9/21/09 – Joshua Schoeneck, Teacher and Director of Technology at Kettle Moraine Lutheran High School in Jackson, WI, shares his experience with Google Apps …

We are right at the edge of implementation.  Google Apps (mail, docs, calendar) will be rolled out to some students  starting tomorrow and to the remainder of the  student body (435) within a month.  We included  some segments on Google Docs in two of our classes  last year with students creating their own  accounts to make use of it.  Rollout to  faculty/staff will likely begin this week as well.

We have had a Novell GroupWise email server on  site since we got a fixed IP internet connection  about 10 years ago.  Last year we made the  decision to change our network over from Windows  XP & Novell Netware to Windows Vista & Windows  2008 Server.  Since GroupWise is tied directly  into Novell, I knew we would need a new email  system, so we started evaulating options.  We’ve  never hosted student email before, but have  allowed students to use gmail, hotmail, yahoo,  msn, etc.  The three main options we looked at  were Google Apps, Microsoft’s Live@edu and  Microsoft Exchange Server.  The cost(free) along  with the fact that we wouldn’t need to maintain an  email server made Google Apps and Live@edu very  appealing.  Live@edu’s feature set matches most  closely with what we were doing with GroupWise and  is very similar to having a hosted Exchange  server, so that was the option that I planned to  pursue.  The one stumbling block had to do with  email archiving.  We need to be able to archive  both the email between our own users and between  them and the outside world.  I just could not  discover a way to do that with Live@edu, which  seems to be aimed mainly at colleges for use among  their students (their docs often reference setting  it up side by side with an on-campus Exchange  server for faculty/staff).  This set back my  implementation plans by about 2 months, but I then  moved on to Google Apps.  The more that I dig into  Google Apps, the more I find to like, but compared  to managing my own email server on site, it is a  bit more restrictive as to what I can do.  We will  actually end up with two implementations, one for  students (@students.kmlhs.org) and one for  faculty/staff (@kmlhs.org).  Google has two ways  that you can manage archiving of email, you can go  through a third party (like Google’s own Postini),  but those options can get to be pretty costly.  I  am in a unique situation in regards to archiving –  we have a product called LightSpeed Systems Total  Traffic Control, which acts as a firewall, filter,  spam blocker, virus protector, email archiver and  a few other things.  The features can’t be paid  for separately, so unless I could get my archiving  free somewhere else, I wanted to use the one I was  already paying for, so now we have a setup where  email actually comes into my server, then goes to  Google and email from our Google Apps  implementation (even intradomain) flows back  through my server.  My biggest problem has been  coming up with a good way to manage the transition  for our existing faculty/staff users who I need to  switch from Windows XP and GroupWise to Windows  Vista and Outlook 2007/Google Apps one by one.  The student side was pretty easy, since there is  nothing that needs to transfer from an old system.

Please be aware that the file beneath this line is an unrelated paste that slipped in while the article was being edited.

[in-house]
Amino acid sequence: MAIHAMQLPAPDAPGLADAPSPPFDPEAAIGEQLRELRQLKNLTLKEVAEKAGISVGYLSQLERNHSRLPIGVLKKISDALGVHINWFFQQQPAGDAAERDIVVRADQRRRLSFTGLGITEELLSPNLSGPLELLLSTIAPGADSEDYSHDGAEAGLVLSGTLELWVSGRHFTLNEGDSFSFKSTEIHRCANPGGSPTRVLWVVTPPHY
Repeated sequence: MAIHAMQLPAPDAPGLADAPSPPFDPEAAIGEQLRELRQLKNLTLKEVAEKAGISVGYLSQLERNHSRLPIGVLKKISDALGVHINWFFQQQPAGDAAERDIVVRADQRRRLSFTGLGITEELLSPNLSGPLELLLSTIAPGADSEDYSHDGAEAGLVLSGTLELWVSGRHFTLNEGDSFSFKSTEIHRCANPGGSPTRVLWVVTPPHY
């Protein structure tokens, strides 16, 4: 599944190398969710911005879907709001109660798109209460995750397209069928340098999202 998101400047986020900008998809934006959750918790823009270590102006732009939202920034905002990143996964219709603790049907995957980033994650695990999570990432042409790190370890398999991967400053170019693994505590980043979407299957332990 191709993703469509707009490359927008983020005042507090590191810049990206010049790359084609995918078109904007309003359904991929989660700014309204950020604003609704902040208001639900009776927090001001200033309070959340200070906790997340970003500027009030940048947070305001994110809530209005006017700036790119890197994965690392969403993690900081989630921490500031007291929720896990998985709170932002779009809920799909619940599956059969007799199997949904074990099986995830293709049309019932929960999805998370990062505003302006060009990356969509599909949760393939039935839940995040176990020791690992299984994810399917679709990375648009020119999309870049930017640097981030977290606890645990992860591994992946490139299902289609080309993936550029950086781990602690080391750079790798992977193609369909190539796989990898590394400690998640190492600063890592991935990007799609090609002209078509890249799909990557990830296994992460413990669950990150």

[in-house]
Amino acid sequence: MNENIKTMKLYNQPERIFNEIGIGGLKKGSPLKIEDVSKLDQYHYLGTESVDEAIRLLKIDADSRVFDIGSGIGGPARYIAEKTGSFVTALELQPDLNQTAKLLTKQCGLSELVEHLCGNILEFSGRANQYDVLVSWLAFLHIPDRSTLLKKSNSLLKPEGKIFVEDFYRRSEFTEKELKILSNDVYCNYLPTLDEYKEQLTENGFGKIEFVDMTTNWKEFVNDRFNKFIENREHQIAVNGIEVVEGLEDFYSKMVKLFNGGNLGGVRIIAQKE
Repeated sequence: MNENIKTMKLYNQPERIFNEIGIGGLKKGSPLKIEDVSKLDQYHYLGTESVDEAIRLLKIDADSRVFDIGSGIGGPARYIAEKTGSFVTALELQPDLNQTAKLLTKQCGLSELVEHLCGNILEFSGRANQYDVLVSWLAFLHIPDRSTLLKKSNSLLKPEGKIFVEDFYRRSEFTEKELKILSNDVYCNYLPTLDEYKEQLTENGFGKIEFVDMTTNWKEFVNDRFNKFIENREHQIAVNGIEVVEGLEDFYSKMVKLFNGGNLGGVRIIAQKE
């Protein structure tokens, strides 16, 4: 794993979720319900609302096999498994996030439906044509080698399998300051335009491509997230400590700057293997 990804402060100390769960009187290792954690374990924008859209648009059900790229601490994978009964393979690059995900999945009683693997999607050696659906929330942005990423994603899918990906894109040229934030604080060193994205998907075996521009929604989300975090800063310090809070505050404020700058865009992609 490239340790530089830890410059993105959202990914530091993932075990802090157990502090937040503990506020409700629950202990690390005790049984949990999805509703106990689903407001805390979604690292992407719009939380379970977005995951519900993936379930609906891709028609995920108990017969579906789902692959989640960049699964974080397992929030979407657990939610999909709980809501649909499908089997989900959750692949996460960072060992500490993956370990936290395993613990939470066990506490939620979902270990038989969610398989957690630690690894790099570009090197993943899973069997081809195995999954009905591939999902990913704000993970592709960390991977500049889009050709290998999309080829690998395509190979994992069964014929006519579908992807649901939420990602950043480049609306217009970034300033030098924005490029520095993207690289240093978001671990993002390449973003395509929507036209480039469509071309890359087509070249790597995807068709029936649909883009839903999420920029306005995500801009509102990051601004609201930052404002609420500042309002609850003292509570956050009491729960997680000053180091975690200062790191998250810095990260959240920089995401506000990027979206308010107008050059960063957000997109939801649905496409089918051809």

Here are some issues that I’ve come up with in  Google Apps that have caused some grief:

  • It takes days-weeks to get your Google Apps  implementation upgraded to the Education Edition,  which includes several features that I needed to  have.
  • Google Apps won’t deal with email subdomains.  I can’t run @students.kmlhs.org and @kmlhs.org  from the same Google Apps implementation.
  • If you delete a user in Google Apps, you can’t  recreate that user for 5 days.  I found this out  the hard way when I did a bulk create of all of  our faculty/staff as a test, then deleted them and  tried to create them again.
  • Documentation seems a little shaky on some  things.
  • Google Apps does not have GoogleGroups  capabilities built in.  This seems to be a big  mistake.
  • Password synching between GoogleApps and  Microsoft Active Directory needs to be provided by  a third party program (some are available for  free).  We will likely pursue this a little  further down the road.
  • Google does have some ability to sync users  between an Active Directory implementation and  Google Apps, but at this point the caveats  involved have led me to stop pursuing that option.

Once I’ve completed our implementation of Google Apps here at KML, I plan to also set it up at  Morning Star Lutheran Church & School where I  serve in a volunteer IT capacity.